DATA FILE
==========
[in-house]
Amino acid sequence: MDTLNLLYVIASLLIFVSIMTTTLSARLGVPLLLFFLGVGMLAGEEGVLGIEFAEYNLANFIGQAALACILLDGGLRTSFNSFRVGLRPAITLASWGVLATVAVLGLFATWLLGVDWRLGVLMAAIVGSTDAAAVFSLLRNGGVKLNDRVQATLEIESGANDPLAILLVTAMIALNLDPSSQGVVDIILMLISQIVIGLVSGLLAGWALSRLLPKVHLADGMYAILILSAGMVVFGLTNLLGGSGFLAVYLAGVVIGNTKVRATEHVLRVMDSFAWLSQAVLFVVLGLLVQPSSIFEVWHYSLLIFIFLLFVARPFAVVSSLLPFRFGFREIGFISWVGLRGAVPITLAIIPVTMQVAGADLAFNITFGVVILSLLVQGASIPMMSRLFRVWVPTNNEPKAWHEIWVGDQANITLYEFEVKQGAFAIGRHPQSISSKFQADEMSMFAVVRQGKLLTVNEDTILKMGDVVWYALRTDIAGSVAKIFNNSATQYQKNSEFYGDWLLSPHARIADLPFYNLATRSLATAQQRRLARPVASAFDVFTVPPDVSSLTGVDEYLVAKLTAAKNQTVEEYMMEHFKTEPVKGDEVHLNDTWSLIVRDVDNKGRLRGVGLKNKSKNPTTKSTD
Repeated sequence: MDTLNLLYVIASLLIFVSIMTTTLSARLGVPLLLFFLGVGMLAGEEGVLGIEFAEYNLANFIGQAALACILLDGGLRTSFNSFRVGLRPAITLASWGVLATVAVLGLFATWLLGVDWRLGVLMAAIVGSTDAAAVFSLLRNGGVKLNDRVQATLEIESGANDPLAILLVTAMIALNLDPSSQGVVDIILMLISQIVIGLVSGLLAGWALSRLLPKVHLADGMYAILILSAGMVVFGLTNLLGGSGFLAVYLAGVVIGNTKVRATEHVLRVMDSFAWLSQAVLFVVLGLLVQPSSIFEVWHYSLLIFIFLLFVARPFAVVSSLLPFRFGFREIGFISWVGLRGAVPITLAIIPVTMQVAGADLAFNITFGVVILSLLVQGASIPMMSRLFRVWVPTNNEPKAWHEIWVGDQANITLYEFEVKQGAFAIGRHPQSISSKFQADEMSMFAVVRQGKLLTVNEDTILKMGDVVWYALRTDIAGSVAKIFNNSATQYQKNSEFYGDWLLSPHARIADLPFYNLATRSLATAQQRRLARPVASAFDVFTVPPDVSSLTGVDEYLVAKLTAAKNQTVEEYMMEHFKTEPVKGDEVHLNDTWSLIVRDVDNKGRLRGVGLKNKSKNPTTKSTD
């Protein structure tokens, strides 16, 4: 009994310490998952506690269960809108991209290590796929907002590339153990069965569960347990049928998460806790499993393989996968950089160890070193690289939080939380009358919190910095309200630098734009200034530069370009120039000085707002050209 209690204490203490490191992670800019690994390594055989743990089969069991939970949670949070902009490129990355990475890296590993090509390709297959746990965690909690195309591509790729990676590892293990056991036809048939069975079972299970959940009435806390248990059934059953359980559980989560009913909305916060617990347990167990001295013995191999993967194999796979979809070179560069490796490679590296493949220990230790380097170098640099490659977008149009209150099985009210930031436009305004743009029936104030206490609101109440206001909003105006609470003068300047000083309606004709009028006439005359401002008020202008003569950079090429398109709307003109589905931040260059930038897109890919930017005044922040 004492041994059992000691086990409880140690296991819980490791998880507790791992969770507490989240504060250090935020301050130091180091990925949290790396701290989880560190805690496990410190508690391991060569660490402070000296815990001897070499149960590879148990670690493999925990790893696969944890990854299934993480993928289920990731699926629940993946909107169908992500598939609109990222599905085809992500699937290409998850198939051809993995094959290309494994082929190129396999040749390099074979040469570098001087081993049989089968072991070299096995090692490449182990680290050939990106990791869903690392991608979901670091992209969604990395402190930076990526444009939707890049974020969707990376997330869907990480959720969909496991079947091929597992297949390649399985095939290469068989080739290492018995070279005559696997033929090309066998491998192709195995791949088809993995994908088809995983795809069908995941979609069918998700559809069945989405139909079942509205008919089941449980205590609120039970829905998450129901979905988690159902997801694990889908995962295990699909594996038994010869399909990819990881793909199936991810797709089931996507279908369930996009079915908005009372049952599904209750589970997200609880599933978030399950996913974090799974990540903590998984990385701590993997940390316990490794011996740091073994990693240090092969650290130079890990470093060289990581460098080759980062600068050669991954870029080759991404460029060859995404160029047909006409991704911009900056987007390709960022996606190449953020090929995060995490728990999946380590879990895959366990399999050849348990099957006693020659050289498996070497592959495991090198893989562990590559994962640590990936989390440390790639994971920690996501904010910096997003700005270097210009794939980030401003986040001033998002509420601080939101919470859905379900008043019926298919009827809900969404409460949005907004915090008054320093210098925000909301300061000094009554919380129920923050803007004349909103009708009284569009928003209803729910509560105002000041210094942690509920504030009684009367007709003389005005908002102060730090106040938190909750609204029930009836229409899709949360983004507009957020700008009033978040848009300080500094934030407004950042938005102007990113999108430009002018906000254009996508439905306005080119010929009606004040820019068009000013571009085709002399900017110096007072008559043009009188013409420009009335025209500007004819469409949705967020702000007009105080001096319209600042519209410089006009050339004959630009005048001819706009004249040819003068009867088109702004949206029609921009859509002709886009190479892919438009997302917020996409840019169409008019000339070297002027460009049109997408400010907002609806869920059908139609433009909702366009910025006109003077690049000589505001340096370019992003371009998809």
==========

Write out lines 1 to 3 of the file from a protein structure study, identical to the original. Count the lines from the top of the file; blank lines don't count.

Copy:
[in-house]
Amino acid sequence: MDTLNLLYVIASLLIFVSIMTTTLSARLGVPLLLFFLGVGMLAGEEGVLGIEFAEYNLANFIGQAALACILLDGGLRTSFNSFRVGLRPAITLASWGVLATVAVLGLFATWLLGVDWRLGVLMAAIVGSTDAAAVFSLLRNGGVKLNDRVQATLEIESGANDPLAILLVTAMIALNLDPSSQGVVDIILMLISQIVIGLVSGLLAGWALSRLLPKVHLADGMYAILILSAGMVVFGLTNLLGGSGFLAVYLAGVVIGNTKVRATEHVLRVMDSFAWLSQAVLFVVLGLLVQPSSIFEVWHYSLLIFIFLLFVARPFAVVSSLLPFRFGFREIGFISWVGLRGAVPITLAIIPVTMQVAGADLAFNITFGVVILSLLVQGASIPMMSRLFRVWVPTNNEPKAWHEIWVGDQANITLYEFEVKQGAFAIGRHPQSISSKFQADEMSMFAVVRQGKLLTVNEDTILKMGDVVWYALRTDIAGSVAKIFNNSATQYQKNSEFYGDWLLSPHARIADLPFYNLATRSLATAQQRRLARPVASAFDVFTVPPDVSSLTGVDEYLVAKLTAAKNQTVEEYMMEHFKTEPVKGDEVHLNDTWSLIVRDVDNKGRLRGVGLKNKSKNPTTKSTD
Repeated sequence: MDTLNLLYVIASLLIFVSIMTTTLSARLGVPLLLFFLGVGMLAGEEGVLGIEFAEYNLANFIGQAALACILLDGGLRTSFNSFRVGLRPAITLASWGVLATVAVLGLFATWLLGVDWRLGVLMAAIVGSTDAAAVFSLLRNGGVKLNDRVQATLEIESGANDPLAILLVTAMIALNLDPSSQGVVDIILMLISQIVIGLVSGLLAGWALSRLLPKVHLADGMYAILILSAGMVVFGLTNLLGGSGFLAVYLAGVVIGNTKVRATEHVLRVMDSFAWLSQAVLFVVLGLLVQPSSIFEVWHYSLLIFIFLLFVARPFAVVSSLLPFRFGFREIGFISWVGLRGAVPITLAIIPVTMQVAGADLAFNITFGVVILSLLVQGASIPMMSRLFRVWVPTNNEPKAWHEIWVGDQANITLYEFEVKQGAFAIGRHPQSISSKFQADEMSMFAVVRQGKLLTVNEDTILKMGDVVWYALRTDIAGSVAKIFNNSATQYQKNSEFYGDWLLSPHARIADLPFYNLATRSLATAQQRRLARPVASAFDVFTVPPDVSSLTGVDEYLVAKLTAAKNQTVEEYMMEHFKTEPVKGDEVHLNDTWSLIVRDVDNKGRLRGVGLKNKSKNPTTKSTD